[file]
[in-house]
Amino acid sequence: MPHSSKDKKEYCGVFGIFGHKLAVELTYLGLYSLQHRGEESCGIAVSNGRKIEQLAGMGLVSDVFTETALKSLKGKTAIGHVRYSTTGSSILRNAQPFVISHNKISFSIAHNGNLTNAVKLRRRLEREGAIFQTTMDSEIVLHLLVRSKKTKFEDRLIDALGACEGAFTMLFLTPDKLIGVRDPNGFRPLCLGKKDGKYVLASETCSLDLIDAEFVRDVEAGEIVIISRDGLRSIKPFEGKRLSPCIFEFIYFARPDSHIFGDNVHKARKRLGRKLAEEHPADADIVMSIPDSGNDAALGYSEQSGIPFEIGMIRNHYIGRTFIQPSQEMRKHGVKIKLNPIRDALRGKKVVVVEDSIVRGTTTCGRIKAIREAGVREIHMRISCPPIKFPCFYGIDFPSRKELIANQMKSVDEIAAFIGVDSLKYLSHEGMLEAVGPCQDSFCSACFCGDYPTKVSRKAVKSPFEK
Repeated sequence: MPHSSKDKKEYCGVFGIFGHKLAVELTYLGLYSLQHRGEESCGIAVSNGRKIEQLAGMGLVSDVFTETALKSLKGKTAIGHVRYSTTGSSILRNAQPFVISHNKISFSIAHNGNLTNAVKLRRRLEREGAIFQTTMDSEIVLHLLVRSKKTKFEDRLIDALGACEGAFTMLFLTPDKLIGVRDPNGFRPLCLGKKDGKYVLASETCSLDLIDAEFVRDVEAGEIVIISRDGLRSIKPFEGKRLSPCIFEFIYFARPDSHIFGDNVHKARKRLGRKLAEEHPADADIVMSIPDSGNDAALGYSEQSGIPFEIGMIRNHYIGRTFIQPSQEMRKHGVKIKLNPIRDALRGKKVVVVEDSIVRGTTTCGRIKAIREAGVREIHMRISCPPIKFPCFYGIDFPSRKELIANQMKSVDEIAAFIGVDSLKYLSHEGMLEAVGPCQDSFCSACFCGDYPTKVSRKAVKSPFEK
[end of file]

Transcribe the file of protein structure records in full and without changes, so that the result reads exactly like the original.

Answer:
[in-house]
Amino acid sequence: MPHSSKDKKEYCGVFGIFGHKLAVELTYLGLYSLQHRGEESCGIAVSNGRKIEQLAGMGLVSDVFTETALKSLKGKTAIGHVRYSTTGSSILRNAQPFVISHNKISFSIAHNGNLTNAVKLRRRLEREGAIFQTTMDSEIVLHLLVRSKKTKFEDRLIDALGACEGAFTMLFLTPDKLIGVRDPNGFRPLCLGKKDGKYVLASETCSLDLIDAEFVRDVEAGEIVIISRDGLRSIKPFEGKRLSPCIFEFIYFARPDSHIFGDNVHKARKRLGRKLAEEHPADADIVMSIPDSGNDAALGYSEQSGIPFEIGMIRNHYIGRTFIQPSQEMRKHGVKIKLNPIRDALRGKKVVVVEDSIVRGTTTCGRIKAIREAGVREIHMRISCPPIKFPCFYGIDFPSRKELIANQMKSVDEIAAFIGVDSLKYLSHEGMLEAVGPCQDSFCSACFCGDYPTKVSRKAVKSPFEK
Repeated sequence: MPHSSKDKKEYCGVFGIFGHKLAVELTYLGLYSLQHRGEESCGIAVSNGRKIEQLAGMGLVSDVFTETALKSLKGKTAIGHVRYSTTGSSILRNAQPFVISHNKISFSIAHNGNLTNAVKLRRRLEREGAIFQTTMDSEIVLHLLVRSKKTKFEDRLIDALGACEGAFTMLFLTPDKLIGVRDPNGFRPLCLGKKDGKYVLASETCSLDLIDAEFVRDVEAGEIVIISRDGLRSIKPFEGKRLSPCIFEFIYFARPDSHIFGDNVHKARKRLGRKLAEEHPADADIVMSIPDSGNDAALGYSEQSGIPFEIGMIRNHYIGRTFIQPSQEMRKHGVKIKLNPIRDALRGKKVVVVEDSIVRGTTTCGRIKAIREAGVREIHMRISCPPIKFPCFYGIDFPSRKELIANQMKSVDEIAAFIGVDSLKYLSHEGMLEAVGPCQDSFCSACFCGDYPTKVSRKAVKSPFEK